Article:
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Guitarist Anthony Wilson, whose debut was nominated last year for a Grammy Award, has neatly sidestepped the sophomore jinx on his latest release for the MAMA Foundation thanks to his creative writing and steadfast support from his New York-based sidemen. This one's in a somewhat funkier groove than Wilson's earlier effort with pianist Mike LeDonne playing Hammond B-3 on two selections ("W-2 Blues," Tadd Dameron's "Flossie Lou") and guest Bennie Wallace squealing like a disconcerted Texas tenor on "Stairway to the Stars" and his own composition, "It Has Happened to Me." When it comes to age, the 30-year-old Wilson is an equal-opportunity employer, blending old hands (Wallace, Art Baron, Jerry Dodgion, Ted Nash, Joe Temperley) and fresh young faces (LeDonne, John D'Earth, Danton Ballard, Jeff Bollard) in a consistently appetizing banquet for the ears. As befits the son of bandleader Gerald Wilson, Anthony is an accomplished songwriter, and each of his compositions for this session - "W-2 Blues," "The Cherry Tree," "Georgia Waltz" and "Hell's Belles" - is substantive and appealing. HIs arrangements also shimmer, especially the interesting treatment of "Here's That Rainy Day" whose melody is developed almost in fragments by the ensemble as Wilson and Nash (on tenor) solo and Ballard offers an Astaire-like "soft-shoe routine" with brushes. "Blues," which opens the set, includes straight-ahead picking by Wilson, Baron's assertive trombone solo and nice open trumpet by D'Earth. "Cherry Tree" is a melodic medium-tempo swinger that features Wilson, LeDonne and D'Earth again. "Georgia," which begins and ends as a waltz and shifts to straight 4/4 in midflight for fast-paced solos by Wilson and Nash (on alto), precedes the tango "Hell's Belles," which must have greatly pleased Anthony's dad, no slouch himself when it comes to writing in a Latin vein. Baron's muted trombone states the melody, and Wilson plays flamenco guitar before he and Baron solo in a more conventional mode. "Flossie Lou" is yet another highlight, its catchy bop-based tune punctuated by admirable solo work from Temperley (who sounds as though he may have been having a minor reed problem), LeDonne at the B-3, Wilson and Nash, this time on clarinet (where he might give even Buddy DeFranco a run for his money). While I mean no offense, I do find Wallace's note-hopping, over-the-top style singularly unappealing - although he fares marginally better on the ballad, "Stairway to the Stars" (in a sort of Lew Tabackin-like reading) than on "It Has Happened." Others, however, may consider Wallace's appearances an impassioned focal point. In either case, Goat Hill Junket, named for the block in Manhattan where young Wilson lived in the early '90s, is a clear winner, showing that sometimes you can indeed go home again to seize the palm.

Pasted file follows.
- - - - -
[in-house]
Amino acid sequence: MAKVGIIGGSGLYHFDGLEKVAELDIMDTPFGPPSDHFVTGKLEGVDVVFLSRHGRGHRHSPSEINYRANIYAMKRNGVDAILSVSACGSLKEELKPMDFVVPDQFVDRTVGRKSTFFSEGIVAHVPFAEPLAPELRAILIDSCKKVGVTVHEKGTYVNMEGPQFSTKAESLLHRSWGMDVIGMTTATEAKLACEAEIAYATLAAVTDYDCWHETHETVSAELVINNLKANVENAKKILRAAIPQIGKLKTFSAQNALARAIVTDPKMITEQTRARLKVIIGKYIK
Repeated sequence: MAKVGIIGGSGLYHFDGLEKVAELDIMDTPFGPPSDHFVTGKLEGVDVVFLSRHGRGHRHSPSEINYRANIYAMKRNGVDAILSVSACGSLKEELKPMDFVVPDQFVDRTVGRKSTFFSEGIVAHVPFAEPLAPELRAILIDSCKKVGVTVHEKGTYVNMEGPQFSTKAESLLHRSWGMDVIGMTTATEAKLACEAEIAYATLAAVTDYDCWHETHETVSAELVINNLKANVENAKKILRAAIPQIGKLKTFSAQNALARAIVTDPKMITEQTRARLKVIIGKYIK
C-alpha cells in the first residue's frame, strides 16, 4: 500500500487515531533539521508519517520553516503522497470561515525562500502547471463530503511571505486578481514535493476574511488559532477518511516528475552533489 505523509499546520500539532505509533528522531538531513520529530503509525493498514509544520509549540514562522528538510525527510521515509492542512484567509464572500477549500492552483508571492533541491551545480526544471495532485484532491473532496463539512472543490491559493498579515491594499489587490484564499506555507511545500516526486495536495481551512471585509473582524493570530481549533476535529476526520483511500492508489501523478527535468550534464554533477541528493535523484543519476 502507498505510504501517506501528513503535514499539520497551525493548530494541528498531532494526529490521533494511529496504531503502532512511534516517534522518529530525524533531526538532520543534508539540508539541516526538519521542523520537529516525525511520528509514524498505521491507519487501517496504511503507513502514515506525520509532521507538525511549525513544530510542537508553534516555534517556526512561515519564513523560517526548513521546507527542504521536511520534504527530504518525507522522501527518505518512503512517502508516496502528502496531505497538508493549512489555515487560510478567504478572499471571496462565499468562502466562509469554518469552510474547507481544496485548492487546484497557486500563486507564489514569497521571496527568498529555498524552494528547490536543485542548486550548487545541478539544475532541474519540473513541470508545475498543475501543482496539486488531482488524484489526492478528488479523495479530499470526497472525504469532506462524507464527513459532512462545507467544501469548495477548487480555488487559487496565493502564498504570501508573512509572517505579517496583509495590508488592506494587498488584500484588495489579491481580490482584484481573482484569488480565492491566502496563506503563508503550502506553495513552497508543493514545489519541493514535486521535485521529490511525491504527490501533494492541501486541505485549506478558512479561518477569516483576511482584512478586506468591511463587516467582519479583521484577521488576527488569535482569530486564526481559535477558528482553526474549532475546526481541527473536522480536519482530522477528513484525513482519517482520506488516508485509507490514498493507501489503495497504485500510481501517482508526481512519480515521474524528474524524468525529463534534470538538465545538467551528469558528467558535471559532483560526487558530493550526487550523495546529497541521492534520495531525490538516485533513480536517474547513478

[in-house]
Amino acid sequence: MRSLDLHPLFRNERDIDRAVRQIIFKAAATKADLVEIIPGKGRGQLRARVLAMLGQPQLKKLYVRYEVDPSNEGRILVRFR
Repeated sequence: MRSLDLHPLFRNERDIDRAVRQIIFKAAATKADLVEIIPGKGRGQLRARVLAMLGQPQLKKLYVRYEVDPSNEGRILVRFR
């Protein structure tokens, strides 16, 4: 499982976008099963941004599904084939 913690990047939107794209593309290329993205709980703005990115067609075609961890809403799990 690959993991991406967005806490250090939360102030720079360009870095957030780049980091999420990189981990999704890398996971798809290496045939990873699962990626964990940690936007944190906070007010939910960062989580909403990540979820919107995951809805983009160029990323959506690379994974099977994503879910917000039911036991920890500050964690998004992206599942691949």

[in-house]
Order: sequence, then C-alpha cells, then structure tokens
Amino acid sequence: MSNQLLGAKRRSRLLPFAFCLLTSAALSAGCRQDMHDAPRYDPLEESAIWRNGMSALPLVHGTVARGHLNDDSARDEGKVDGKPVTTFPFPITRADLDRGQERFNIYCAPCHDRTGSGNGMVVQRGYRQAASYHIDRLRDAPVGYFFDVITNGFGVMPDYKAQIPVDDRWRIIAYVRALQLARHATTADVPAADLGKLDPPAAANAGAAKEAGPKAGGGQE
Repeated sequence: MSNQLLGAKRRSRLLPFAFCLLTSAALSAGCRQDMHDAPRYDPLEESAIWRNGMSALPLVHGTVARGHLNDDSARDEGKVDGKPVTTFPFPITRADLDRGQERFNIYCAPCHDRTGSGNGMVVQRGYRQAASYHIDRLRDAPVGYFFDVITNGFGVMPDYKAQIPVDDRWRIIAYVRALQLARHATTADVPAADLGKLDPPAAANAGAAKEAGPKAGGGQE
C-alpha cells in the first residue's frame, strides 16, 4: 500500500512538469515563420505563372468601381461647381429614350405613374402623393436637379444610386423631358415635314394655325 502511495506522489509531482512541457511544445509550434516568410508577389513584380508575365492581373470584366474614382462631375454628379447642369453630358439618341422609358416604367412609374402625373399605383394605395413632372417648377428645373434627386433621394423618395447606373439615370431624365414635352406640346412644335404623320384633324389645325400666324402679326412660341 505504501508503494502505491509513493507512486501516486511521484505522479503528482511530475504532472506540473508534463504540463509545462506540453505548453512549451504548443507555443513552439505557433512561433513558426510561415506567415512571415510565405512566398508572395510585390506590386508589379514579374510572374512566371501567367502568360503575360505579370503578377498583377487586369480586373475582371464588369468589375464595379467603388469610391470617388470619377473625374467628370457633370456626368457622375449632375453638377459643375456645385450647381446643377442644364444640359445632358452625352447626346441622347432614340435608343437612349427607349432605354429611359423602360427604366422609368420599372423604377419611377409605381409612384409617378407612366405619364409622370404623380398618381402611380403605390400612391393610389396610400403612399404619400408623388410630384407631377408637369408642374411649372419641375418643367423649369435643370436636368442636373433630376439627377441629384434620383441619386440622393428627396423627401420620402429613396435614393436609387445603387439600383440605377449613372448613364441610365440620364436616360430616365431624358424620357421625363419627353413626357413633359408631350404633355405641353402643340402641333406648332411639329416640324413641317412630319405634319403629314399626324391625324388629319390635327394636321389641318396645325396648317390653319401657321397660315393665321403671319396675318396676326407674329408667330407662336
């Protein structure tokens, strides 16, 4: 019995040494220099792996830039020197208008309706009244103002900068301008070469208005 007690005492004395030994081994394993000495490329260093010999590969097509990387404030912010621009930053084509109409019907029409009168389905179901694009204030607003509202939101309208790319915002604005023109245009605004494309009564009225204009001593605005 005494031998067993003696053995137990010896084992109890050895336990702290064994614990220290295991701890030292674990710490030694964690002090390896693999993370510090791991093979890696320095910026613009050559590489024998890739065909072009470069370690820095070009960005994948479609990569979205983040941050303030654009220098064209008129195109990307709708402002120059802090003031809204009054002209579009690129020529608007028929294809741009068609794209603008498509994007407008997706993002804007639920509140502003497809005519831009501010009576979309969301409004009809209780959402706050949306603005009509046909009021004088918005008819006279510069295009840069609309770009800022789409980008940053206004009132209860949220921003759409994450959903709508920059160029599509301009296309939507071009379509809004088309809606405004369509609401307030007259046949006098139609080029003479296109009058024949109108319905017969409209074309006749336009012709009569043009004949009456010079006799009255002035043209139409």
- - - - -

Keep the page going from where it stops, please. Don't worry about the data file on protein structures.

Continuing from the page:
W-2 Blues; Here's That Rainy Day; The Cherry Tree; It Has Happened to Me; Georgia Waltz; Hell's Belles; Flossie Lou; Stairway to the Stars (64:04).
Anthony Wilson, guitar; John D'Earth, trumpet; Art Baron, trombone; Jerry Dodgion, Ted Nash, Joe Temperley, reeds; Mike LeDonne, piano, B-3 organ; Danton Boller, bass; Jeff Ballard, drums; guest artist Bennie Wallace, tenor sax ("Stairway to the Stars," "It Has Happened to Me").
Jazz is a continuing revelation. The best show I ever attended was the
Roots Picnic at Penn's Landing in Philadelphia, or was it Robert
Glasper's Experiment at Lincoln Center, or was it Chick Corea with
Brian Blade at Oberlin College? Most of all I enjoy playing guitar and
composing beats with my Brooklyn-based group Space Captain.